We are all too familiar with the tired headline, “Why Don’t More Women Run for Office?” This year, two women are running for president and in Seattle ten women are running for City Council, not to mention the hundreds of women running across the state. For the first time since 1998, Seattle has the potential for a woman majority on City Council. While it is promising to see more women putting their names on the ballot, these candidates still face sexist, racist, and ageist attacks along the campaign trail that are too often overlooked or ignored.
The most common line of attack we hear about is similar to what many women face in the workplace: people questioning how women expect to balance work, public service, and family. Not surprisingly, its a question that men almost never get asked. At a recent candidate forum for Seattle City Council District 2, Tammy Morales’ opponent complimented her ability of balancing work and family. The comment did not seem to have been made maliciously, but it rightfully offended Morales and her supporters because it echoes a conversation that women are tired of having.
“What people think is a compliment to talk about—how well we as women 'balance' things—they are really making sexist assumptions about a female candidate's ability to do a job,” said Morgan Beach, former candidate for City Council District 3.
While not an issue exclusive to women, Seattle women candidates have also seen how racism is alive and well on the campaign trail—even in “progressive” Seattle.
This year’s election saw several women of color running for office: Brianna Thomas in District 1, Morales in District 2, Pamela Banks and Kshama Sawant in District 3, Debora Juarez and Mercedes Elizalde in District 5, and Lorena González in District 9. This is a hopeful change in a political system that often looks like an episode of the Brady Bunch, but, as González shared, it is a change that has not come easy for candidates of color. “At the King County Democrats endorsement interview I was asked how I planned to get people who aren’t from my demographic to vote for me," she said. The question came right after González, who would be among the first Latinas on the Seattle City Council, shared her story of coming from an immigrant family and work with OneAmerica. On numerous occasions, González has been confused with Morales and Juarez.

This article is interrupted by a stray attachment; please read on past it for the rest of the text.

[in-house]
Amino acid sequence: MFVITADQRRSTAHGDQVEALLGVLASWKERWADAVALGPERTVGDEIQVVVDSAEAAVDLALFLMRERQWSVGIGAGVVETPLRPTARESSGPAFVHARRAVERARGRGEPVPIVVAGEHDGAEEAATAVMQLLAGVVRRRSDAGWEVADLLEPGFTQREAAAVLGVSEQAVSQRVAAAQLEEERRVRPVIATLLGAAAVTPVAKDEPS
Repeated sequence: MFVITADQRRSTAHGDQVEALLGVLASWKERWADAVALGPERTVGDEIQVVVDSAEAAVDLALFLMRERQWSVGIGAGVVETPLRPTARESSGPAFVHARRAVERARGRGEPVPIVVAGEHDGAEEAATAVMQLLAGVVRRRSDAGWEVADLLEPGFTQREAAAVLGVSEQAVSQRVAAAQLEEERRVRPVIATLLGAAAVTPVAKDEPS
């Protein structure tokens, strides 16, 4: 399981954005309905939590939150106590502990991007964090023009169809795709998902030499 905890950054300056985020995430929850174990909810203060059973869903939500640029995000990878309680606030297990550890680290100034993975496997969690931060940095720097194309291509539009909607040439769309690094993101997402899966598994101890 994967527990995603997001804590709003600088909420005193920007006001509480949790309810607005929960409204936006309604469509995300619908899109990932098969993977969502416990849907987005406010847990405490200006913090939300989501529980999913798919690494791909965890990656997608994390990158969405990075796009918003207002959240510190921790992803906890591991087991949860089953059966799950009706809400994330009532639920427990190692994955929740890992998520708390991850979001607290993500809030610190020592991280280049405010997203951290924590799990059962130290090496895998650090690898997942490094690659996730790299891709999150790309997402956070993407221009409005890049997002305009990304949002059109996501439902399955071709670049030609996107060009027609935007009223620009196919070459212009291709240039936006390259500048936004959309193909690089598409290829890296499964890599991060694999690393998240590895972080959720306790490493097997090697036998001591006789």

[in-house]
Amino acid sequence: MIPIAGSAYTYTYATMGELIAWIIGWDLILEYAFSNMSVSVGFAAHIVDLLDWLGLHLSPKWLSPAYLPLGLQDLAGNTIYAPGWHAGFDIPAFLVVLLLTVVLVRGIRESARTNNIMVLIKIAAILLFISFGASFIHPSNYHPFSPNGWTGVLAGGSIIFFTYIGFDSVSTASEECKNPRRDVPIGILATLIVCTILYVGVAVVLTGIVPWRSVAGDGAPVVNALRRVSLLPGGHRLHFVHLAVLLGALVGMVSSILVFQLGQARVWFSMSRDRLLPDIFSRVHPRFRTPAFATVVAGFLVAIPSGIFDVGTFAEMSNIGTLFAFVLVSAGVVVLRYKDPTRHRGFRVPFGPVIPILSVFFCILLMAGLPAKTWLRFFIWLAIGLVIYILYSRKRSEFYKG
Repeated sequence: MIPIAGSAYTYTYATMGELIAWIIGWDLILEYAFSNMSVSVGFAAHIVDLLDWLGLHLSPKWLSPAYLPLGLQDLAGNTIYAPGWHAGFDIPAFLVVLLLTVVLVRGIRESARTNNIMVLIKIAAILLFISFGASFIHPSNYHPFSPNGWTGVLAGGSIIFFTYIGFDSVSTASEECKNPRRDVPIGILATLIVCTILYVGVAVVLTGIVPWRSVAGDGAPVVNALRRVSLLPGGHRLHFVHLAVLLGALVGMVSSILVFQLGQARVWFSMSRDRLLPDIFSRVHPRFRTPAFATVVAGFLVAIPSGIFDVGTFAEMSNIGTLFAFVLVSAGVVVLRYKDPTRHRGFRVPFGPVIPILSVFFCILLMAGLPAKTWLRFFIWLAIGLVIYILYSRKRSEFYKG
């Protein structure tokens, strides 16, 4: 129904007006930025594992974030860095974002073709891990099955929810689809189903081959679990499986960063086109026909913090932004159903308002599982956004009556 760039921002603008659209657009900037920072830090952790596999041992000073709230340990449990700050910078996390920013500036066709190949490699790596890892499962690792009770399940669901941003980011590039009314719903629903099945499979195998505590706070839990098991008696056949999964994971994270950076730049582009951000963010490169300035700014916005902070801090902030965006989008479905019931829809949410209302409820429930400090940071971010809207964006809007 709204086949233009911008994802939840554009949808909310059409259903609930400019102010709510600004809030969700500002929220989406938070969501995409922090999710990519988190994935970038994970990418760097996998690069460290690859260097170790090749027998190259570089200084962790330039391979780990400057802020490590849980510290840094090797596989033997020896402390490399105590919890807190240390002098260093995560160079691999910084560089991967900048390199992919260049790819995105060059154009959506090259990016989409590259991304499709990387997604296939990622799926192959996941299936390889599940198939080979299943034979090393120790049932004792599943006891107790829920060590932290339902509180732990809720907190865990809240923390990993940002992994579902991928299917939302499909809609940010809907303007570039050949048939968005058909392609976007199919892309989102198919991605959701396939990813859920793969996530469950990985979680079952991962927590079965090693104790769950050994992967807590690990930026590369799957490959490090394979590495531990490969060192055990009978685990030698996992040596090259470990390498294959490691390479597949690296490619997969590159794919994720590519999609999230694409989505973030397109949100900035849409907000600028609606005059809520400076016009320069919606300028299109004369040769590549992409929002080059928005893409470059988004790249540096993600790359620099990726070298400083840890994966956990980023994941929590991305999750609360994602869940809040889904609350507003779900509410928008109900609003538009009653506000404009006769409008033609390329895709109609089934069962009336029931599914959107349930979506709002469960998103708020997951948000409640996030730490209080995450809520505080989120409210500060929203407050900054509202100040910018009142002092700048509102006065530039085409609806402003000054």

Then there is age. This year, Seattle had several young women step up to run for office: Thomas in District 1, Beach in District 3, and Elizalde and Halei Watkins in District 5. Each have shared stories with us from the campaign trail about people laughing at them, questioning their qualifications, and commenting on their age. Beach recalled, “I had people laugh in my face and ask if I was old enough to run for office when doorbelling.”
At the National Women’s Political Caucus of Washington, we work to recruit, train and elect qualified women to public office. Throughout the primary and general elections, we have heard these stories and others from around the state about the challenges of running while female.
We have said it before, and we will say it again: the process of running and serving in office must be more inclusive of all women if we want public policy and process to represent the wide range of priorities and needs for women and families.
“We talk a lot in this city about looking though a social justice lens, an equity lens," Morales said. "The comments and questions we get about 'balance' reflect deep underlying and misguided assumptions about the 'proper' role of women. The only way to dismantle these stereotypes is to show just how wrong they are, to elect women to leadership positions to show the opposite, to bring their experiences and perspectives to informing all policy areas, and to serve as role models for others. This election is an historic opportunity in Seattle.”
Every single day, millions of women go to work, manage their lives, and raise their children. Women of color “do it all” while navigating a system wrought by institutional racism. Rather than questioning women’s abilities to serve in public office, we should be asking ourselves how we can dismantle sexism, racism, and ageism in the electoral process.
Karen Heidergott and Samantha Casne are the co-chairs of the King County Endorsement Committee on the National Women’s Political Caucus of Washington. Published in The Stranger.